King of spin Mosley laughs off 'civil war'
Friday 11 February 2005
Had Darcy Bussell been at Max Mosley's annual pre-season lunch she would have praised the connoisseur of ballet as his verbal pas de deux and pirouettes proved a masterclass in suave huckstering.
Some believe the sport is on the verge of civil war and bound, it seems, for yet another season of domination as Michael Schumacher and Ferrari take their sixth and seventh consecutive world titles.
Not a bit of it, Mosley said.
"Formula One has never been in better shape in the past 13 or 14 years," he declared, reminding everyone of the billion dollars (£535m) on offer from commercial rights holder Bernie Ecclestone if teams sign up to his series for 2008 onwards. This will come in the form of 50 per cent of the gross income and backdated payments (with interest) for 2004 to 2007, spread out between 2008 and 2012.
"The income from 2008 will be enormous," Mosley said. "It's somewhere between $500m and a billion. It will certainly be significant." Then he praised steps that have been taken to reduce the efficiency of aerodynamics and tyres this year prior to a reduction in engine capacity for 2006, in order to slow cars down and enhance safety; and the rescue of the moribund Jordan and Jaguar teams by the Russian Alex Shnaider of Midland and the Austrian Dietrich Mateschitz of Red Bull.
However, Mosley derided the genuine concern expressed by the Minardi owner Paul Stoddart, on behalf of nine of the 10 teams, about the manner in which he and Ecclestone are running the sport, and their recently announced long-term alliance with their arch-enemy Ferrari. "Some people suggest to me that Stoddart should be running the FIA as he and Minardi know more than anyone about slowing cars down," Mosley said, his vituperative wit clearly unimpaired even though he came close to quitting his job as president of the sport's governing body last July.
He urged the dissidents to stop carping and to consider instead real means of reducing the cost per kilometre of operating their cars, and to join Ferrari in sharing out the sport's annual income rather than joining the proposed Grand Prix World Championship. But in his deprecating manner he revealed that he does not hold out much hope of them agreeing with his views.
"I doubt they are capable of agreeing. I understand it's very annoying that Ferrari keep winning. But instead of whingeing about Ferrari, they should build a good car and put a decent driver in it, and they will win."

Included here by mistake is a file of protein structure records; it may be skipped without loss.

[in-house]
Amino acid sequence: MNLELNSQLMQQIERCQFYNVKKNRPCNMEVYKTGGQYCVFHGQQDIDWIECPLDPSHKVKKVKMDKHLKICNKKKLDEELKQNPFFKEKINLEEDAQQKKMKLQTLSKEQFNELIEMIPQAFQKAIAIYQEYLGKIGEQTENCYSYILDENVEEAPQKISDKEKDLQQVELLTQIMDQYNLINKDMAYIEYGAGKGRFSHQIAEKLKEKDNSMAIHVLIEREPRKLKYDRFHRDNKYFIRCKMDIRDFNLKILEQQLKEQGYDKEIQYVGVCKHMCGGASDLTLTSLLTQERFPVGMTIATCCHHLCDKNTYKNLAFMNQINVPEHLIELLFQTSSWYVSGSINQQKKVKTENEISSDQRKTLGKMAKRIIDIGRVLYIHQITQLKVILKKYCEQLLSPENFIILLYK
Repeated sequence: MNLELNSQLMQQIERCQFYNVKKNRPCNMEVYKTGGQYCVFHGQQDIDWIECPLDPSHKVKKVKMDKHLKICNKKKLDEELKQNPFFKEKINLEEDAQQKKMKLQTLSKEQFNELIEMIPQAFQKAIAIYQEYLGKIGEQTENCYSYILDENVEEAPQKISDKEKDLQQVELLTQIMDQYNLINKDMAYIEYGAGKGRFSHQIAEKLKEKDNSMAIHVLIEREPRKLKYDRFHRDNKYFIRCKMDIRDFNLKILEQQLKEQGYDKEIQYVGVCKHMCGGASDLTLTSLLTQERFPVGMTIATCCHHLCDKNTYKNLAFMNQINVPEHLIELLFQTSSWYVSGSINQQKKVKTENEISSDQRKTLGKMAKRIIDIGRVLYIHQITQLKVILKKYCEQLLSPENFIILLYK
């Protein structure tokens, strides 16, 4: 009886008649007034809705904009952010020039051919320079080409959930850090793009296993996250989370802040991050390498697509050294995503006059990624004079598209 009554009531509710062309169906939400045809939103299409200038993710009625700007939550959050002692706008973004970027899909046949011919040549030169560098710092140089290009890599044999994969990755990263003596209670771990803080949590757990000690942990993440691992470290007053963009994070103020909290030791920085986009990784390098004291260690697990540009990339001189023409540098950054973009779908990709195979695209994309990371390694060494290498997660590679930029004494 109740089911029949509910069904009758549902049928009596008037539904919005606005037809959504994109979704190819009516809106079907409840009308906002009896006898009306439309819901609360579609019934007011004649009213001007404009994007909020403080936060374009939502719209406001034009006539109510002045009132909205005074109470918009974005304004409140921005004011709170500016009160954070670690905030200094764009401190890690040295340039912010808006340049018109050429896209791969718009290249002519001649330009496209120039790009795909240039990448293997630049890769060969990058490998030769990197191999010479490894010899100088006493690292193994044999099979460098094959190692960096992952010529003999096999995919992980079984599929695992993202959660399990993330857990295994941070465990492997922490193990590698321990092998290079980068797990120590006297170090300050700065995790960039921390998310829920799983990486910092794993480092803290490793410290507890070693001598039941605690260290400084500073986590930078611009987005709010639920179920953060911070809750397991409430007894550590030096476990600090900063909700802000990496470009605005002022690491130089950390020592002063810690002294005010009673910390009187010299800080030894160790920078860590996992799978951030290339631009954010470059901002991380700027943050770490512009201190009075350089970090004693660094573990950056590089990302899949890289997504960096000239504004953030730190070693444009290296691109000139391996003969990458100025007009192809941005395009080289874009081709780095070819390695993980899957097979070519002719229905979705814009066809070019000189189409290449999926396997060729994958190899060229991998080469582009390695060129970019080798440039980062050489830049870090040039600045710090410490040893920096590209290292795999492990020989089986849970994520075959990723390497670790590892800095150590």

Mosley put Ferrari's success down to the management of Jean Todt, and added: "I don't agree that Ferrari are killing the sport. I think the others are doing that by doing a crap job. It's not up to Ferrari to lose but to the others to win. I think we will have a great championship this year and I don't see Michael winning the first five races.
"People accuse me of lacking independence, but I don't care who wins the title so long as it is settled on the last lap of the last race."
How Liverpool can catch Manchester United and secure Champions League football next season
Arsenal transfer news: Arsene Wenger reveals: 'We are not close to signing anybody. We need to lose some players'
Danny Jones: Keighley Cougars half-back dies after cardiac arrest during league game
Chelsea season player ratings: Grading the entire squad of the new Premier League champions
Floyd Mayweather beats Manny Pacquiao by a unanimous points decision - but Pacquiao thinks he should have won, saying 'he did nothing'
- 2 The man who filmed the Freddie Gray video has been arrested at gunpoint
- 4 How the language you speak changes your view of the world
Over 50,000 families shipped out of London boroughs in the past three years due to welfare cuts and soaring rents
EU asylum policy is 'a direct threat to our civilisation', says Nigel Farage
The Rothschild Libel: Why has it taken 200 years for an anti-Semitic slur that emerged from the Battle of Waterloo to be dismissed?
General Election 2015: SNP and its activists 'openly racist' towards the English, Farage says
General Election 2015: UK will be 'run for the wealthy and powerful' if Tories retain power, Labour warns
Schools forced to act as 'miniature welfare states' with teachers buying underwear and even haircuts for poor pupils